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Thursday, 23 April 2020 12:00

6 April: Eastern SIG Editing Slam

Written by Ruth Davies

EasternSIG screenshot

We must take our silver linings as they come. Did you think you’d get a report for an Eastern SIG editing slam from one of your Aussie members who is now back in Australia? Neither did she. But thanks to our new circumstances, about 16 of us were able to meet over Zoom on 6 April with people in the Netherlands, Australia, Switzerland, Germany and Spain.

The setup was that Sally Hill and Daphne Lees had both edited the discussion section of a journal article. Attendees had been sent the section in Word – so we could make our own edits – as well as the PDF of the full article, so we could read the discussion in context.

During the session, Sally shared her screen to show us three pieces of text: the original, her tracked edits and Daphne’s tracked edits. We then discussed how their edits differed, and what further changes we had made.

Apart from the mechanics, a key theme came out of the (very gentle) slam: for an audience of of peers, familiarity with the topic is important. With Daphne having more experience in this field than Sally, she was able to avoid some of queries because she knew a) what the author meant, and b) how to fix any errors. Sally had raised this as a point right at the start, saying that the first thing you need to ask yourself when editing in these specialist fields is ‘Do I understand enough to do this job?’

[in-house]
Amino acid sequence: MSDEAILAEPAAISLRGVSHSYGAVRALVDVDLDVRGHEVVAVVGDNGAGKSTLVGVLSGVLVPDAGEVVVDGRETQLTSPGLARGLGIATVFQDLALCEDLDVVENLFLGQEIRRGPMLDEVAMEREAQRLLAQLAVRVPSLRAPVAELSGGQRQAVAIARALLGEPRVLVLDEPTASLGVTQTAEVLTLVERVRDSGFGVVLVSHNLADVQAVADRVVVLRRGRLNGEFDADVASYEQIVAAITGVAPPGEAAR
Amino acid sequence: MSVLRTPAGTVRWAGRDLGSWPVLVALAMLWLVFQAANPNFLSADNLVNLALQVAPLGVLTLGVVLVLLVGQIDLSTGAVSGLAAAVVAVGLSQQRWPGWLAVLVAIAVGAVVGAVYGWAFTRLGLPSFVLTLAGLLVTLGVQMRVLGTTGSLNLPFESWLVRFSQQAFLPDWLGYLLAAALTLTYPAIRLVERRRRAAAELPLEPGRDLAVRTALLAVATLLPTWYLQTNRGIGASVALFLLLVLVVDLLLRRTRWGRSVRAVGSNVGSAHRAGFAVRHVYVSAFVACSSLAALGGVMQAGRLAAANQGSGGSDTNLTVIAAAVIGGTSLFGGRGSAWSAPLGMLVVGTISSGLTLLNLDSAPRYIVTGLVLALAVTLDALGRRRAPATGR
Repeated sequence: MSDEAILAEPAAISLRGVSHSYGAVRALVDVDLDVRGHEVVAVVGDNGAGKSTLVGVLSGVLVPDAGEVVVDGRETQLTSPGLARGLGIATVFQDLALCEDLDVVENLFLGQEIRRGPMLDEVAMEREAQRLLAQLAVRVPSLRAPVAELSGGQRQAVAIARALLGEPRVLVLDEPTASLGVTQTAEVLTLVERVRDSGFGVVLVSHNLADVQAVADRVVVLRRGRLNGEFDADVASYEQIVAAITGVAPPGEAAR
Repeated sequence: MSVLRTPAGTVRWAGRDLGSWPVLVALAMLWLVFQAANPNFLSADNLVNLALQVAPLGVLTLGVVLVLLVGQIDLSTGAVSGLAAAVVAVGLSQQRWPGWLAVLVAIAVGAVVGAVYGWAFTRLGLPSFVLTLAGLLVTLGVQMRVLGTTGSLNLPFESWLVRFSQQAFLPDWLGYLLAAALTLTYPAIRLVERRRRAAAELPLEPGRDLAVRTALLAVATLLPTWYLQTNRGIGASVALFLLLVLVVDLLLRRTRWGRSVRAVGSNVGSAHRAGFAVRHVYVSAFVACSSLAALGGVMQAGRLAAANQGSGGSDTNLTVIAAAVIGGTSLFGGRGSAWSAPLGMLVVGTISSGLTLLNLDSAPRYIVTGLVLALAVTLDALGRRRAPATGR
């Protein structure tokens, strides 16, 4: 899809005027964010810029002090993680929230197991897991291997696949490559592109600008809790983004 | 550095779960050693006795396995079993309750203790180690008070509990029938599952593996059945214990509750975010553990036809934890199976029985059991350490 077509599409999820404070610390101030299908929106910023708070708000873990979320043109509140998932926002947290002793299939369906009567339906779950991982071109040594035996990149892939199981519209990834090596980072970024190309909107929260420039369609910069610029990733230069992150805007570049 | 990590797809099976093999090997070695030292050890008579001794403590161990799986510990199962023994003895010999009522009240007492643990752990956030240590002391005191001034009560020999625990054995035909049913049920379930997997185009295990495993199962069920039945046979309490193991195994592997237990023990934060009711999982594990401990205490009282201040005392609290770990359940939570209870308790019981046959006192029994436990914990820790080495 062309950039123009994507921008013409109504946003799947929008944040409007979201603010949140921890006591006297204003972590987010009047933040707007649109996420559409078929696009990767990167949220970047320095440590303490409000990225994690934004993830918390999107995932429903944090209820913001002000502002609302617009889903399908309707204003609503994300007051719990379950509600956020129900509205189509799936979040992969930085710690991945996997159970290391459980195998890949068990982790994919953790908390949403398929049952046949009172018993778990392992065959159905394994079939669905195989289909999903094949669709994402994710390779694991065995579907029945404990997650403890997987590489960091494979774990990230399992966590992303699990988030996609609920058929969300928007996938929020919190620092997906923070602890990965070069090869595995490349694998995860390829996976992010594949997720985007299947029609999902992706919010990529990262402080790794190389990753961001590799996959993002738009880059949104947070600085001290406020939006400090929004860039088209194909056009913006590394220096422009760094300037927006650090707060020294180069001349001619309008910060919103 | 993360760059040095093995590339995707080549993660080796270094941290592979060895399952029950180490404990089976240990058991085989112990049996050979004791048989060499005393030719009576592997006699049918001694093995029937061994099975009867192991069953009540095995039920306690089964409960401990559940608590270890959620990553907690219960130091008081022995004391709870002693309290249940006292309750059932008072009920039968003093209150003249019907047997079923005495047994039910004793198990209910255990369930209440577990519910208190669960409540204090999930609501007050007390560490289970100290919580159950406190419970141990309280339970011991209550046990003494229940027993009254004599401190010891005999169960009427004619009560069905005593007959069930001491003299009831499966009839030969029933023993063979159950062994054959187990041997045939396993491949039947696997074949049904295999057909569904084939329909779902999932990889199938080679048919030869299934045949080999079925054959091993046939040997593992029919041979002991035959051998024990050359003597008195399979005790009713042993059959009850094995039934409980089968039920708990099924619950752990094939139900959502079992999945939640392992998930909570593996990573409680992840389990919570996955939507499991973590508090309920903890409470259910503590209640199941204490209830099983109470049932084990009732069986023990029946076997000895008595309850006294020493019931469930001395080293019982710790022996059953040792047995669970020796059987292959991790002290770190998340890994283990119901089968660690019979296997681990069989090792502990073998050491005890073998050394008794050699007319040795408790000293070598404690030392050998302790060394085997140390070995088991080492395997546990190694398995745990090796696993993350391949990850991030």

After we had been through the text, Sally showed us a summary of the types of changes. Most editors will find the mechanical ones and address them in fairly similar ways; these include corrections to prepositions, articles, modal verbs, subject-verb agreement, plurals, punctuation, tenses and style issues. However, there was more variety between Sally and Daphne – and across the bigger group – when it came to redundancy, wordiness, word choice and word order.

There were also some nuances that came from being aware of the cultural background of the author, such as knowing that patients in Chinese hospitals are often cared for by their families. This kind of knowledge can be developed through your relationship with your client. Another good tip was to begin that relationship by sending a small section of edited text, so that your client knows how you work and what kind of edits they can expect.

The session was diligently prepared and masterfully delivered, ending with a whisper about a possible rematch with another two slammers and a third moderator. When we get back to our (new) normal, your Aussie correspondent for one will be hoping for continued international interaction of this quality.

Read 339 times Last modified on Thursday, 03 September 2020 12:24